As Fort Wayne Museum of Art spends the year marking its 100th anniversary, it is adding a sculpture on its grounds along Main Street.
City native Dale Enochs is creating the piece, which is about 17 feet tall and includes a 3,600-pound base made of Indiana limestone and an aluminum structure on top weighing about 2,000 pounds.
Though specific details of the design are under wraps until the sculpture's installation in August, Enochs tells The Journal Gazette that it includes carving on the base and the aluminum is being anodized by Northern Indiana Anodizing.
Enochs, who has two smaller works in the museum's permanent collection, had a solo show there over the winter.
“We're fortunate to have a sculptor in Indiana who is not only from Fort Wayne, but graduated from the Fort Wayne Art School, who is regularly making regional and national work of a high caliber,” museum President and CEO Charles A. Shepard III says in a statement.
The museum was created as part of the art school in 1921 and split from it in 1977 when the school became a department of what is now Purdue University Fort Wayne.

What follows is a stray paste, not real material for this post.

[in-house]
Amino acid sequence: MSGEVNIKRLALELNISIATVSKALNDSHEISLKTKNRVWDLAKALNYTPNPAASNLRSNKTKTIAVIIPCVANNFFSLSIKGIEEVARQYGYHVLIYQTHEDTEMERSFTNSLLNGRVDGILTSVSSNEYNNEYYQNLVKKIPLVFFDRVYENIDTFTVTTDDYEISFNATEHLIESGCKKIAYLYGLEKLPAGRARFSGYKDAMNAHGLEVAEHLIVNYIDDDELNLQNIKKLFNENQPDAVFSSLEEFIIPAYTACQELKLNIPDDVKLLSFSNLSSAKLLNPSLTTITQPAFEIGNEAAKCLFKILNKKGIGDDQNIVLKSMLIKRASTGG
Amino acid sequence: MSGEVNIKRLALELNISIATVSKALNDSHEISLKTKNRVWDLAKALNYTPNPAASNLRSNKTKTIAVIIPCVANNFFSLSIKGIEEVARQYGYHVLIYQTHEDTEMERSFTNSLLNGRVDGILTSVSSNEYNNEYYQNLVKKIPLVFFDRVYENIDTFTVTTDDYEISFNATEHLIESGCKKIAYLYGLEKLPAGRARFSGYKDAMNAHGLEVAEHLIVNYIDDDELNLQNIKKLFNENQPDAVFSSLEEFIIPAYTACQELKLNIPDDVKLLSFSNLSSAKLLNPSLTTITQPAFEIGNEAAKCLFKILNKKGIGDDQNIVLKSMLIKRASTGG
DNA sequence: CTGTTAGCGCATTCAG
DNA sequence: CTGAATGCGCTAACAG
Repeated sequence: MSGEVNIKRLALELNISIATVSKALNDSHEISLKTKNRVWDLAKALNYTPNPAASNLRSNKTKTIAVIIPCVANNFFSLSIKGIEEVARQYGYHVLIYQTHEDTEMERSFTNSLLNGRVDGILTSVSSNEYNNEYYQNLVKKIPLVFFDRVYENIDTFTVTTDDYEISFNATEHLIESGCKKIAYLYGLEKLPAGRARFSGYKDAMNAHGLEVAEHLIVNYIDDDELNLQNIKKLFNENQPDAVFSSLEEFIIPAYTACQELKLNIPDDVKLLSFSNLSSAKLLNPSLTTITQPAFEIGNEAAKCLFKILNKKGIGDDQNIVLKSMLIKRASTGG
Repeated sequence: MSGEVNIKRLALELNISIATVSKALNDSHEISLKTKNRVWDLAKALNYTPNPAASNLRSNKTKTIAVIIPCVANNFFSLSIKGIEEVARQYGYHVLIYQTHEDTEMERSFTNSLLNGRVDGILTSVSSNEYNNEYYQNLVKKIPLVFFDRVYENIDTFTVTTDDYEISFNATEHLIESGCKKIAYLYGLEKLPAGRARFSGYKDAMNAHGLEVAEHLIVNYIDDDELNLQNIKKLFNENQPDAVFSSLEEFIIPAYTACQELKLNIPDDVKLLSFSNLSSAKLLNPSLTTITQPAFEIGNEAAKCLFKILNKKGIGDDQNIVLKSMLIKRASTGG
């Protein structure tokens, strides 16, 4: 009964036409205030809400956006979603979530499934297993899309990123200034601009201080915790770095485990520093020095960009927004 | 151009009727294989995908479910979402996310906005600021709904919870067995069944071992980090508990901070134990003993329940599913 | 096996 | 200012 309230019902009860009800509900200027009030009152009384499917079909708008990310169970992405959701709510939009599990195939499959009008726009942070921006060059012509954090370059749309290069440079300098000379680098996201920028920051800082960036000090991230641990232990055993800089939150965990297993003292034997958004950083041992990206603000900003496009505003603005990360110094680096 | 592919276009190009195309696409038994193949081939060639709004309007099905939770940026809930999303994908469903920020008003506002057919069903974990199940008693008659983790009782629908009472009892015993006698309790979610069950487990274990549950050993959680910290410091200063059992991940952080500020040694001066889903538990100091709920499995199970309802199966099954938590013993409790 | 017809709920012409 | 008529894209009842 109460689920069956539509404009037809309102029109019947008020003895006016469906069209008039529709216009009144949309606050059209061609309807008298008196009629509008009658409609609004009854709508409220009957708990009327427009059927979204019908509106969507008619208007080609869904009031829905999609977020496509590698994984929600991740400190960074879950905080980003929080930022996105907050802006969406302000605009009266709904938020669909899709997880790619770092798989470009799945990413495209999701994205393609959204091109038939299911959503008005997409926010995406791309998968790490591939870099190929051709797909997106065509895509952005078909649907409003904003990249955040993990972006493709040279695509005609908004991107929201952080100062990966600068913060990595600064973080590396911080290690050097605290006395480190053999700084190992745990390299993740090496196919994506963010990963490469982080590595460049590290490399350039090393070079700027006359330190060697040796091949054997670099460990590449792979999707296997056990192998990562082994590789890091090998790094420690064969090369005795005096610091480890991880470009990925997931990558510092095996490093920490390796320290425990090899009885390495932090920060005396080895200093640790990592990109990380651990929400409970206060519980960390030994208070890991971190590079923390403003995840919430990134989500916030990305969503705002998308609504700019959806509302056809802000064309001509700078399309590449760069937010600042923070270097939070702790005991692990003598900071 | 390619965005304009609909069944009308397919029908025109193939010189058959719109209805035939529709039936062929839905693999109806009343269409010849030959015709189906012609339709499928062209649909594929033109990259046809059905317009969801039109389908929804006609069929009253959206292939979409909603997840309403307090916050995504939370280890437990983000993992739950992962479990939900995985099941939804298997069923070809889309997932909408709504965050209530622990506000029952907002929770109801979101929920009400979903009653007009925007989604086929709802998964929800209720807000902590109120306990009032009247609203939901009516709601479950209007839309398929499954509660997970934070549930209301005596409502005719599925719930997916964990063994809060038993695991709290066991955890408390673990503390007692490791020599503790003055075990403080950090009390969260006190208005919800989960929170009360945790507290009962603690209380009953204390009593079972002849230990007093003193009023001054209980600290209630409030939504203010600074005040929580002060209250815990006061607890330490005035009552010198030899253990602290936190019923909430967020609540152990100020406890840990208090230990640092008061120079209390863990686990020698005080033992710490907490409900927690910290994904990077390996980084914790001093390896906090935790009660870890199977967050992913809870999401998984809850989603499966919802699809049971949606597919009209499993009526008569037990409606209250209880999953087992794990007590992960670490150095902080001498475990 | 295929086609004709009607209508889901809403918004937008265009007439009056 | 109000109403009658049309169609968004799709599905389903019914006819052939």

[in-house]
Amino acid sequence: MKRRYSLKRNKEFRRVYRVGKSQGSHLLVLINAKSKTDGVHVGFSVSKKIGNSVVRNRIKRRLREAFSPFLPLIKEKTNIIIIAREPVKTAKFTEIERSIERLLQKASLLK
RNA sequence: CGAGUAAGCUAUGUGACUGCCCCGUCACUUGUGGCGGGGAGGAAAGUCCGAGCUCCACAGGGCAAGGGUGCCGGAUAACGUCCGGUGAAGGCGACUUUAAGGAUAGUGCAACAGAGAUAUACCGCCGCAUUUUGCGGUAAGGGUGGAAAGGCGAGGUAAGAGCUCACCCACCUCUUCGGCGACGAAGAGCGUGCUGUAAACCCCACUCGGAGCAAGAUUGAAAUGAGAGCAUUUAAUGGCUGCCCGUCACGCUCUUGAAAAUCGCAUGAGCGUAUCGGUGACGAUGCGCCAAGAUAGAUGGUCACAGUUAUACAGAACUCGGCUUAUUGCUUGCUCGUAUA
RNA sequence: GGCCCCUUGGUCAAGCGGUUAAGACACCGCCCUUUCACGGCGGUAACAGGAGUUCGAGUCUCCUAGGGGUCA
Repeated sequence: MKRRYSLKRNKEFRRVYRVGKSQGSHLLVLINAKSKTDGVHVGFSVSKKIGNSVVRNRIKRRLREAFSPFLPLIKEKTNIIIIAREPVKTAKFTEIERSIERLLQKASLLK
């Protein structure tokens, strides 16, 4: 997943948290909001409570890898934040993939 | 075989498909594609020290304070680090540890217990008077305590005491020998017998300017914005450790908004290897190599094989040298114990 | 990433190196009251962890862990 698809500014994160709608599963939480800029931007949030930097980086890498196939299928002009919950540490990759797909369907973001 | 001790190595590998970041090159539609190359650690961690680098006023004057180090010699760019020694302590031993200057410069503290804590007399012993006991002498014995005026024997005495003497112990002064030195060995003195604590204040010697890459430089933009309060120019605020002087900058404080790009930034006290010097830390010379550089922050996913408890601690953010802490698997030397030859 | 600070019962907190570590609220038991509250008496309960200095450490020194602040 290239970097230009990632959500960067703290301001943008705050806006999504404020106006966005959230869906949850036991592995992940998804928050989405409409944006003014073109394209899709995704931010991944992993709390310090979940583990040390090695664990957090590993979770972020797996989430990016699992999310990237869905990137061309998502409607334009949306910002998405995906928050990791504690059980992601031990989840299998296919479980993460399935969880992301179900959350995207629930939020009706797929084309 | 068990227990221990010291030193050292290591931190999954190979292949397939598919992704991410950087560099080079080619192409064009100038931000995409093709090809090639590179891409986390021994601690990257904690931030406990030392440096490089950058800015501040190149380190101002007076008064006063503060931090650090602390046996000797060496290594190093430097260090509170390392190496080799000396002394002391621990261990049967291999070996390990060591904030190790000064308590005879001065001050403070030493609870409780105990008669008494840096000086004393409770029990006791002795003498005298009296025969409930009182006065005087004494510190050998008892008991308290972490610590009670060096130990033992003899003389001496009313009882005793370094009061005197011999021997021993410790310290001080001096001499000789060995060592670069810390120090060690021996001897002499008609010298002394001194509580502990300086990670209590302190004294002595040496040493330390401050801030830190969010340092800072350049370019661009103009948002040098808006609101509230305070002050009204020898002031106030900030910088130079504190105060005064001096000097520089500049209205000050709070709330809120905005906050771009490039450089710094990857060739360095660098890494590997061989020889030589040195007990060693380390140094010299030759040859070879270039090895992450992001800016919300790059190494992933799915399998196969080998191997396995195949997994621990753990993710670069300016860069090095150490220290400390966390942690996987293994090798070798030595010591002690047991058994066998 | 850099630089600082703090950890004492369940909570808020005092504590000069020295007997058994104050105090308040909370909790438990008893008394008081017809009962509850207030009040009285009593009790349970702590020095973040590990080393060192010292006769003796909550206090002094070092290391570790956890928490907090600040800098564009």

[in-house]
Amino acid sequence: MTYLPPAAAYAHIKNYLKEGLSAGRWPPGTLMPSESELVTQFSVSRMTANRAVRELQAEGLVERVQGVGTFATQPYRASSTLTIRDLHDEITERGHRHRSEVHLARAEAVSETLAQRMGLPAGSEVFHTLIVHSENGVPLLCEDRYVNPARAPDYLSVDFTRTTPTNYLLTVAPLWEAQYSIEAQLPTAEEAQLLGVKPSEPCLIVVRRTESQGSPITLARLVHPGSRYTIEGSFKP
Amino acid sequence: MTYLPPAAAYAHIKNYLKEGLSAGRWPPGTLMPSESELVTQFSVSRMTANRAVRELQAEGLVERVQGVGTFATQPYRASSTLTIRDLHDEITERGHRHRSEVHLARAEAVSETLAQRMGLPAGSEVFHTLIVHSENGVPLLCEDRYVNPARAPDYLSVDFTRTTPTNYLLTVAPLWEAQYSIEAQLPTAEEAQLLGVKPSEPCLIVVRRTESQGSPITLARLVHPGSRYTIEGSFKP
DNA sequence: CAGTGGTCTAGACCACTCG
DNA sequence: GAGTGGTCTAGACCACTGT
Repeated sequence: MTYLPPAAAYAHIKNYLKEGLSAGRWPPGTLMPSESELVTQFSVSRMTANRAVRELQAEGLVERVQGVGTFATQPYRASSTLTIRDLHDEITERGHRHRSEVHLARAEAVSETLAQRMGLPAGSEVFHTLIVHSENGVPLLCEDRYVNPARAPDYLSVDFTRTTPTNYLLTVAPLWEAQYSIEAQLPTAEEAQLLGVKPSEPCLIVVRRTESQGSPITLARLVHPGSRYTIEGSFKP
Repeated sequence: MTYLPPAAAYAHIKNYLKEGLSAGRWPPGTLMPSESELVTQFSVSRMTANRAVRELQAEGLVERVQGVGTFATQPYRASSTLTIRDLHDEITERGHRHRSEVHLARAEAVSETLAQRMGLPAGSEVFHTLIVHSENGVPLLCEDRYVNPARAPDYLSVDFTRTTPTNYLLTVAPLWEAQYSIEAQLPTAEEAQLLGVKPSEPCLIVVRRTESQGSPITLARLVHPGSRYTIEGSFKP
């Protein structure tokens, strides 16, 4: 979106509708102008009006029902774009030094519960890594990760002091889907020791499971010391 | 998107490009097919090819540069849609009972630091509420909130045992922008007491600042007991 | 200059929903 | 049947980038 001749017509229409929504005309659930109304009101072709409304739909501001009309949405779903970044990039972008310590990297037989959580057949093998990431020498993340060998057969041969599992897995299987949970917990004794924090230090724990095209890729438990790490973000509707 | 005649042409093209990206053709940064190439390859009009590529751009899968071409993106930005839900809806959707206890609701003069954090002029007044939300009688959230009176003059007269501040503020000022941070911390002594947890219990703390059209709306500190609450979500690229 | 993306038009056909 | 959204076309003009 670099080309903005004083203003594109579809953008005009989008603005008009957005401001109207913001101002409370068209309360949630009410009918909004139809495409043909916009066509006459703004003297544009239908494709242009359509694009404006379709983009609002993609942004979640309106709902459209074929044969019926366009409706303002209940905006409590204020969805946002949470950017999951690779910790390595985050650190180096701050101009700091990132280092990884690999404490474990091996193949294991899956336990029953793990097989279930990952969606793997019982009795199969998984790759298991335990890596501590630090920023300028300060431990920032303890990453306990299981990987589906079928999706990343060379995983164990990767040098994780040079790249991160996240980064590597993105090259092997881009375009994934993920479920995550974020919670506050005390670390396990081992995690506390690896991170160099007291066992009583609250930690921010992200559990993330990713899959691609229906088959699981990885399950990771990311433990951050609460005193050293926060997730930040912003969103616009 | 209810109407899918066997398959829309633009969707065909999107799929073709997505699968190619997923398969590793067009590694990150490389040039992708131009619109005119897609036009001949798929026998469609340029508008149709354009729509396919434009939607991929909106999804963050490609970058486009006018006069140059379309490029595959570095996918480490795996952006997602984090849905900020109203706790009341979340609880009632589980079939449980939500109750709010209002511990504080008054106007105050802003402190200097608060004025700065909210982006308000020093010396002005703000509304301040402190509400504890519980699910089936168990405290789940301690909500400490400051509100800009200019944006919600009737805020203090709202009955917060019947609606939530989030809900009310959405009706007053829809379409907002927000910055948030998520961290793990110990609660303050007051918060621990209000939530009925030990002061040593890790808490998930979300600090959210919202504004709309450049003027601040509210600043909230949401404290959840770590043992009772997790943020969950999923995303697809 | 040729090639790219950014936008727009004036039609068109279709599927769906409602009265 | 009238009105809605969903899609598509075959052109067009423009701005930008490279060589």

“Although we've been able to acquire his work for the Museum's collection, this is the first time we've been able to commission a large-scale work by this artist for the lawn on Main Street in front of the Museum,” Shepard says. “The importance of this commission is that Dale was committed to developing a subject that specifically references our city, which is what made the Fort Wayne Museum of Art possible after all these years.”
The chance to create a piece for the museum's grounds is an incredible honor for a hometown boy, says Enochs, who is now based in Bloomington.
“I'm extremely glad to have been chosen to create a piece, not only for the museum but for this occasion as well,” he says.
The artist has done a number of public art pieces, including a large sculpture on the Indiana Statehouse plaza. In addition to other domestic locations such as the Indianapolis airport, his work can be found internationally, including in Japan and China.
Enochs says creating a piece for a museum is different from creating a piece for other locations.
“Doing a piece for an art museum, the freedom is incredible,” he says. “And with that freedom, as odd as this may sound, I think there's more responsibility and more of a challenge with that freedom.”
When he works on a public art piece, Enochs thinks about associations such as the surrounding architecture, who the viewers might be and the history of the space.
“And so I've done that here, too, for the museum,” he says. “There will be associations to Fort Wayne.”
More information about the installation will be announced this summer.